It’s no secret that the health profession is a highly stressful field. Stress in medical practice has always been a well-discussed and thoroughly researched. The medical profession, whether you’re a nurse, a physician’s assistant, a doctor, or any other professional in the field, involves taking care of other peoples’ lives; mistakes or errors could be costly and sometimes irreversible. There is a lot of pressure that a doctor must be in a perfect state of mind devoid of worries and anxieties. This is unrealistic of course because the doctor, apart from being affected by the same variables that every human ensures, is also prone to stress because of the extraordinary work situation and the expectation of the society at large. This often leads to drug addiction in the medical profession.

That’s not to say that the medical profession suffers a significantly larger drug abuse problem than other professions. Doctors and other health care workers are addicted to drugs in the same proportion as the general population, around 10 to 14 percent. However, it is important to note that among medical professionals, it is emergency room workers, anesthesiologists, and psychiatrists who are much more likely to abuse drugs; likely due to the high stress situation they often find themselves in due to the nature of their jobs.

How do professionals who have dedicated their lives to medicine and health become addicted? When you take a step back, it’s no different than any other demographic. The first reason is the easy access that these people have to opiates, pain killers and other drugs. While there may be some who can write a script to get access, others may simply steal medication for their own use while they’re on the job.

Another reason is the nature of the job itself. Long hours and harsh demands in the field make performance requirements almost impossible. Lack of sleep or utter exhaustion drive many to abuse drugs so that they may perform their jobs better.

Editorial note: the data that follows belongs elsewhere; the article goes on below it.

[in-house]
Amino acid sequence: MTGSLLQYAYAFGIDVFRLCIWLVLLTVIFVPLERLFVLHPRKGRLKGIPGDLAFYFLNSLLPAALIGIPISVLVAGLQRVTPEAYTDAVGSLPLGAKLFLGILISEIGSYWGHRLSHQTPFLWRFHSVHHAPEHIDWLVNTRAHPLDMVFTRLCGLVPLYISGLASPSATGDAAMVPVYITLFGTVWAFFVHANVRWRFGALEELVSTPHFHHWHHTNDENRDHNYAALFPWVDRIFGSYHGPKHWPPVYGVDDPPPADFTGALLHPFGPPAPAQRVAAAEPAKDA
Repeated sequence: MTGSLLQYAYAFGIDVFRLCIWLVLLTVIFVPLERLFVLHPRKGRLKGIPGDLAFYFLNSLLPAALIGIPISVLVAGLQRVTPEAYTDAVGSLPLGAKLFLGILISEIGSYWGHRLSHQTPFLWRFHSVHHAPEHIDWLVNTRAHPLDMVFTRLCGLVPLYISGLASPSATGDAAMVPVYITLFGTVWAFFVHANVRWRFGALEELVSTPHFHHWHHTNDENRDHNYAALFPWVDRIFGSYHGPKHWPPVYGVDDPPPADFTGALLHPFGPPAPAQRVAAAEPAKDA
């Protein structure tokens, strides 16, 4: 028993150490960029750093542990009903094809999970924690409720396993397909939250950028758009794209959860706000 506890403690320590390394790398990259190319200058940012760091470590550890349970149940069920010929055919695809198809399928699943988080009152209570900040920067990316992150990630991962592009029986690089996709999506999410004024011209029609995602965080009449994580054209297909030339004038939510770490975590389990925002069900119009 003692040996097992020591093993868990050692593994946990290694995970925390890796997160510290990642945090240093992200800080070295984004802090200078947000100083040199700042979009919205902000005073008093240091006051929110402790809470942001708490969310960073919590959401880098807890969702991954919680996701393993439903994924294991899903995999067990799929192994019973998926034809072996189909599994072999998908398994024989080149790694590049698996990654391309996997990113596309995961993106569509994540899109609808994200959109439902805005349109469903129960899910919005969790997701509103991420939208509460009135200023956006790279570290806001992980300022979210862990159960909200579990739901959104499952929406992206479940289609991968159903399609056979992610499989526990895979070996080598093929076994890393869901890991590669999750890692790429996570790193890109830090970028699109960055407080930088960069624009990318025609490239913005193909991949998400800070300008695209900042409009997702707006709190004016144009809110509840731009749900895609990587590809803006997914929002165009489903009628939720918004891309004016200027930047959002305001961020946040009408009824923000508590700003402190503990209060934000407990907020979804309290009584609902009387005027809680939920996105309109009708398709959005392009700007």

Addicted medical professionals, regardless of what role they are in,  fear losing their  jobs if they seek help, since their addiction can directly impact patient health. Drug addiction is a breach of professional ethics, places patients at risk, and can affect the reputations of the facilities where they work. Nurses can be particularly hard on themselves and colleagues who may be addicted. The stigma that addiction is a moral failure, rather than a disease, prevents nurses and other medical professionals from seeking help. It deters facilities from providing adequate support programs for addicted and recovering nurses, and ultimately puts patients at risk.

The growing number of Americans with a friend, family member or neighbor affected by heroin or prescription opioid abuse has inspired lawmakers and law enforcement officials to move toward treatment and away from punitive measures such as incarceration. However, medical professionals still risk losing their license to practice and are hesitant to reach out for help. Even worse, coworkers who see signs of addiction are hesitant to turn in their coworkers who need help. Some health care workers have even lost their lives to their drug addiction because the people who saw the signs and symptoms of their drug use refused to get involved.

Drug addiction in the medical profession will continue to be an issue until people feel they have a safe place to turn to get help for their addictions.

If you’re a health professional struggling with addiction, contact Scottsdale Recovery Center now to get the help you need. For over a decade, Scottsdale Recovery Center has offered an acclaimed recovery environment that merges upscale and luxury accommodations with affordability, clinical expertise and an unwavering commitment to patient care and aftercare, providing “The Gold Standard in Care” with the Joint Commission Accreditation. 
 

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